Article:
Web of deceit: ‘Dirty John’ shows how relationships can go bad
LOS ANGELES – How does a woman who was married four times fall for a man who’s a chronic liar?
That’s the question that hangs over “Dirty John,” an eight-part miniseries based on a successful Los Angeles Times podcast.
Smitten with a man who says he’s a doctor, Debra Newell gets swept up into a relationship that her daughters say is lethal.
“If somebody wants to do this to you and they’re focused on you ... they’re going to get you the way John got Debra,” says writer Alexandra Cunningham. “Debra was a hopeful and generous and kind person looking for somebody to recognize that in her ... and John took that.”
The podcast, created by reporter Chris Goffard, capitalized on the real-life story’s twists and turns. When producers realized what kind of attention it was getting, they thought it would be perfect for a television series. Even better, the original Times article had “hundreds and thousands of pages of research,” according to Cunningham, that helped flesh the television edition.
Among the changes: Cunningham gets to show John Meehan through several points of view.
While Connie Britton, who plays Newell, had the opportunity to ask the real person behind her character plenty of questions, Eric Bana, who plays Meehan, did not.
“To really have a better understanding of what her experience was ... is so important,” Britton says. “Ultimately, we’re telling the story of how a con man can be so effective. It’s important to make Debra relatable so we can all see ourselves in her and not just say, ‘Oh, well, that’s because she’s this or that’s because she’s that.’”
Bana read all of the material available on Meehan and still found him mysterious. “There’s a lot of stuff about him that I don’t really want to know,” he says. “When you’re dealing with something that’s based in reality, you can either choose to do something that’s 100 percent traceable to the exact facts of how they were or you can try and come up with something that has a sense of that person that might be more interesting.”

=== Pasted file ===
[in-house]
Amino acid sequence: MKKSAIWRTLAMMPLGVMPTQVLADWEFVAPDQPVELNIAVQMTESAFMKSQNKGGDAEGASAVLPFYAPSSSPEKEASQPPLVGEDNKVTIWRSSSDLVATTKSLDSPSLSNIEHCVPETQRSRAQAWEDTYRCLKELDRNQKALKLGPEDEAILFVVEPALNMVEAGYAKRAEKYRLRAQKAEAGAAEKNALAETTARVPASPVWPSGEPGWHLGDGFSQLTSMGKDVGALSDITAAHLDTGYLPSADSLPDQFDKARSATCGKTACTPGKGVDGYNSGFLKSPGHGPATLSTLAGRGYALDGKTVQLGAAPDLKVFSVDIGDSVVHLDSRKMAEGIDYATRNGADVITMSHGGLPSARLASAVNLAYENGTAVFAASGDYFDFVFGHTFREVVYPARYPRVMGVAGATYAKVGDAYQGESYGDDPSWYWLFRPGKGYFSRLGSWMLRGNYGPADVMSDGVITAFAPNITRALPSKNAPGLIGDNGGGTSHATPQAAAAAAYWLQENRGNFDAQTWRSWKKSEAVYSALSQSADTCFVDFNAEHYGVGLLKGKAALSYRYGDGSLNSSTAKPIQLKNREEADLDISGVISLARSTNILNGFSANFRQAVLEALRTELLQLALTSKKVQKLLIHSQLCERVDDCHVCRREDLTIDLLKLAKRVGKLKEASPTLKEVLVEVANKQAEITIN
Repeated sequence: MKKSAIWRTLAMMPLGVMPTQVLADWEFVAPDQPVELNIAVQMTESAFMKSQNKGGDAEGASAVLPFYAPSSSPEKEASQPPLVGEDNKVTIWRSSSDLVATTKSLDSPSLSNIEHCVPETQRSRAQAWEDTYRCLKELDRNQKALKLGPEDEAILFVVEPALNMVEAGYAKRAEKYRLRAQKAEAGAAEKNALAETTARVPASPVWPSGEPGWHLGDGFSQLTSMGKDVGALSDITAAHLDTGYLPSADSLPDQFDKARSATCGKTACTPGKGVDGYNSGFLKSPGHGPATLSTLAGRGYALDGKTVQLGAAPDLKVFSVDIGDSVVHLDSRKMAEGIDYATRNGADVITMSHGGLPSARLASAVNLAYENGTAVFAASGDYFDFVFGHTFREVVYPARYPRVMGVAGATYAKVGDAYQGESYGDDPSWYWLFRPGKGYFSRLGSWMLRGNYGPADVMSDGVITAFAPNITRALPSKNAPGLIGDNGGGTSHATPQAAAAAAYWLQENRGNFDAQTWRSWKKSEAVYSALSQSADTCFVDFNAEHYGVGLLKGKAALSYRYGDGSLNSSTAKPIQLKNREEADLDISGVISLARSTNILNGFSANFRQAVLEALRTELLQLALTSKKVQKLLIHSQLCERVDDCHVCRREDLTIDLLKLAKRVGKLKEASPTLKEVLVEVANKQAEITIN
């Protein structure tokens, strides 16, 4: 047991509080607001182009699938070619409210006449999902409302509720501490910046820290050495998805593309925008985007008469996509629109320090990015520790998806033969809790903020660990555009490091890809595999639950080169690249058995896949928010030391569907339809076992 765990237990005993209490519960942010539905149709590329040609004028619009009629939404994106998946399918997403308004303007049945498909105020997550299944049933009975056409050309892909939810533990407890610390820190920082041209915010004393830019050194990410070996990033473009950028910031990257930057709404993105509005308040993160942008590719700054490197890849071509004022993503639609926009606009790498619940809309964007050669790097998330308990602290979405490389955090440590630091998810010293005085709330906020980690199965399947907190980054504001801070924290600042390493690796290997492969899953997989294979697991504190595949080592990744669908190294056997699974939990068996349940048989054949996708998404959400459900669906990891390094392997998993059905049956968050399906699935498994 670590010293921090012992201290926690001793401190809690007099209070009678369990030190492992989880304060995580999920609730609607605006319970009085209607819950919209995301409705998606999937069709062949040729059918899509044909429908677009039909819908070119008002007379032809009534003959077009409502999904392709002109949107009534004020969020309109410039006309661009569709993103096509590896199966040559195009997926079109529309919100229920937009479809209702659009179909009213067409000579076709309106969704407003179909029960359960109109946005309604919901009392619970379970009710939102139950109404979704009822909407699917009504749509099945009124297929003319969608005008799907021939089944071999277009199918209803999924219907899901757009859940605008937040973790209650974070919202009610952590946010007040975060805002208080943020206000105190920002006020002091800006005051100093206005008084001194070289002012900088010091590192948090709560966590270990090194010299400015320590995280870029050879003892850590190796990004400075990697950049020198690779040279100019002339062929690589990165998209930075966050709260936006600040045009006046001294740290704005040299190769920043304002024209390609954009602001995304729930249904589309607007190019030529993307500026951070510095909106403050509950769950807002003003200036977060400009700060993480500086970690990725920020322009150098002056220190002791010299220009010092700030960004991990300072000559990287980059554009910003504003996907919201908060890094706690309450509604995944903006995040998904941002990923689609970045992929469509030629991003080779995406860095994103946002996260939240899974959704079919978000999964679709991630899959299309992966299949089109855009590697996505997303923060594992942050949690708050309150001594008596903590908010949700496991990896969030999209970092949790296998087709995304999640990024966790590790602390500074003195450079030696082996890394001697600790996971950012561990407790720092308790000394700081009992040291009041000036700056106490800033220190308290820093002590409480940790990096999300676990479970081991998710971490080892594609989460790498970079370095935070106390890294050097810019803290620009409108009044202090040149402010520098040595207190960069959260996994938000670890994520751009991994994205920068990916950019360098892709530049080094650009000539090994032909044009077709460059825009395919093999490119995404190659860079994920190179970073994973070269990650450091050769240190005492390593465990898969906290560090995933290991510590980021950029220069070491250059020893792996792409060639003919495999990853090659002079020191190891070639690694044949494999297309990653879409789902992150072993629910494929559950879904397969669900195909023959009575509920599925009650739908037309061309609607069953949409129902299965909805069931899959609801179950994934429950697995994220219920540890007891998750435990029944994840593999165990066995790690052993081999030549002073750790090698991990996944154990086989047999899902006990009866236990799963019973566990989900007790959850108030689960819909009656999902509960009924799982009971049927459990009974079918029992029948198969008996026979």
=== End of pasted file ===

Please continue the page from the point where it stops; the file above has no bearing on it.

Listeners warmed to the podcast, Bana says, because Meehan was so unusual. “Studying how sociopaths behave and think was as important to me as it was to focus on specific events that occurred in his life.”
Cunningham says “Dirty John” could be a wake-up call for many. “To tell a story about why women don’t listen to their intuition and why they can’t throw off their conditioning is very relevant.”
The miniseries, she adds, will attempt to sweep audience members off their feet the way John swept Debra off hers.
Britton says it’s not difficult to find people who have had similar relationships. “It’s coercive control, which is a really viable thing that happens, particularly to women,” she says.
Adds Bana: “We think we’re so much better than we are. We think we’d be about to rise above this. Something happens when you’re in the company of someone and we just get a whole lot softer and we just get a whole lot more malleable.”
Bana doesn’t doubt that John fell for Debra but wonders when the acting began and the dangerous elements of his character started to emerge. “I really like the idea that John may not even know himself. There’s a lot of scope to explore in terms of sociopath behavior.”
While both Bana and Britton have played people who exist, they say there’s a little more license with those who aren’t well known.
“But it’s kind of harder because then you’re having to come up with something that’s going to be interesting or compelling where it might not have been,” Bana says.
Although the podcast made a big splash when it first aired, Executive Producer Richard Suckle says all podcasts aren’t easily adaptable. “What this one has that most – if not all the others – don’t have is an amazing ending,” he explains. “When I first listened to it, the way Chris decided to tell it was a complete misdirect. And it was a great misdirect. This one stands out for a lot of reasons but that’s one of the real big ones. It’s got a great, great ending.”
“Dirty John” begins Sunday on Bravo.